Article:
It is during his long walk that we discover all about Harold, and Maureen, and their son David, and all about the long held grievances and misunderstandings that have culminated in their isolation and loneliness. Sometimes these memories are extremely painful and I found myself moved beyond belief at this fictional tale.
One of the 2 star reviews on this page unbelievably states "nothing much happens". Nothing could be further from the truth. Everything happens as this endearing man struggles to make sense of his life, struggles to find hope and optimism when doors have been closed resolutely in his face, and struggles to assert his humanity on an indifferent world.
This is a story about all those things we leave unsaid, of all those regrets we fight daily to forget. Wonderful writing, clear recognizable characters, a story that won't leave you, and an examination in depth of all those weird and wonderful contradictions that make us what we are.
It begins when Harold Fry receives a letter from an old colleague and friend informing him that she has been diagnosed with terminal cancer. What starts as a trip to the nearest post-box to send a letter expressing his condolences turns into an epic journey across the country. Without a map, a change of clothes or a mobile phone Harold's walk is dependent completely on his instincts, the kindness of strangers and the strength of his belief in the fact that if he keeps on walking, Queenie will keep on living.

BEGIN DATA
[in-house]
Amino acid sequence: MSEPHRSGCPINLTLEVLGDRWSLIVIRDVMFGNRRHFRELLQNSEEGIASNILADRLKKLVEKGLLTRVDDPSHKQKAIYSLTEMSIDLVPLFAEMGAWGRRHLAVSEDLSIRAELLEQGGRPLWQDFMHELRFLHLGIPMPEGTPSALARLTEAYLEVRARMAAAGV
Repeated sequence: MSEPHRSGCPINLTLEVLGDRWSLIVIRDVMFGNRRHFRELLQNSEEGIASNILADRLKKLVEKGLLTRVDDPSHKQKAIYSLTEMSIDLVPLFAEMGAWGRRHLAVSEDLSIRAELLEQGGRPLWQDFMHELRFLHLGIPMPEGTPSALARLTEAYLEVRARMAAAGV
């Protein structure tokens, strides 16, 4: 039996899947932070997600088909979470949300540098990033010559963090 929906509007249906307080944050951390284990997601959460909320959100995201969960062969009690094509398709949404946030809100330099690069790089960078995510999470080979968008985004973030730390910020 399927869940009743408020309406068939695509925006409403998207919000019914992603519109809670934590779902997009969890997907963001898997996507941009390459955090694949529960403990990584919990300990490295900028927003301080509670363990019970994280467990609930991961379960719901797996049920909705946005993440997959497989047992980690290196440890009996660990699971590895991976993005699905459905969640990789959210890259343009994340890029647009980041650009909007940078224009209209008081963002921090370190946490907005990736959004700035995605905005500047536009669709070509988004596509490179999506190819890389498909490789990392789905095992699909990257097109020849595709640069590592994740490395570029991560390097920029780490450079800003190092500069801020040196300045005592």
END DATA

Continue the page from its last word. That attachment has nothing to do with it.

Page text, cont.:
Harold's walk seems so simple on the outside. As he describes it, it's just putting one foot in front of the other. But as he attempts to walks from Cornwall to Berwick-upon-Tweed, Harold is forced to confront the tragedies of his past, his estrangement from his wife and growing detachment from the world.
Left behind, his wife Maureen is also battling her own demons as she struggles with feelings of repressed loss and anger. Harold's walk and the space left by his absence, prompts her own personal journey.
The bit I loved most about this book was how the two central characters somehow, against the backdrop of everything that's happened in their lives, managed to find a way to rediscover their love for each other. It's an intense and emotional read and it really drives home the fact that it's never too late to change.
Most Recent Customer Reviews
Am definitely going to to this book trail and read the book again - loved itPublished 3 days ago by Bre
By some strange coincidence, The Unlikely Pilgrimage of Harold Fry is the third book my reading circle has read this year about elderly men with miserable lives. Read morePublished 8 days ago by Minijax
The start was very slow and matched the pass of Harold's walk but it became more engrossing as the story unfolded.Published 27 days ago by bookworm
Very different from most books I've read. Made you reflect on your own life's decisions and looking back, how you may have changed them. Mostly a positive experience.Published 1 month ago by julia S
I can definitely see why this book is a favorite for many. Told with many intricacies, that have you mind-bent at times.
Was the journey Harold took crazy? You're damn skippy. Read more
I am about to leave home for my book group at the local library where we will review this book. Loved it! Read morePublished 1 month ago by Johnny Mac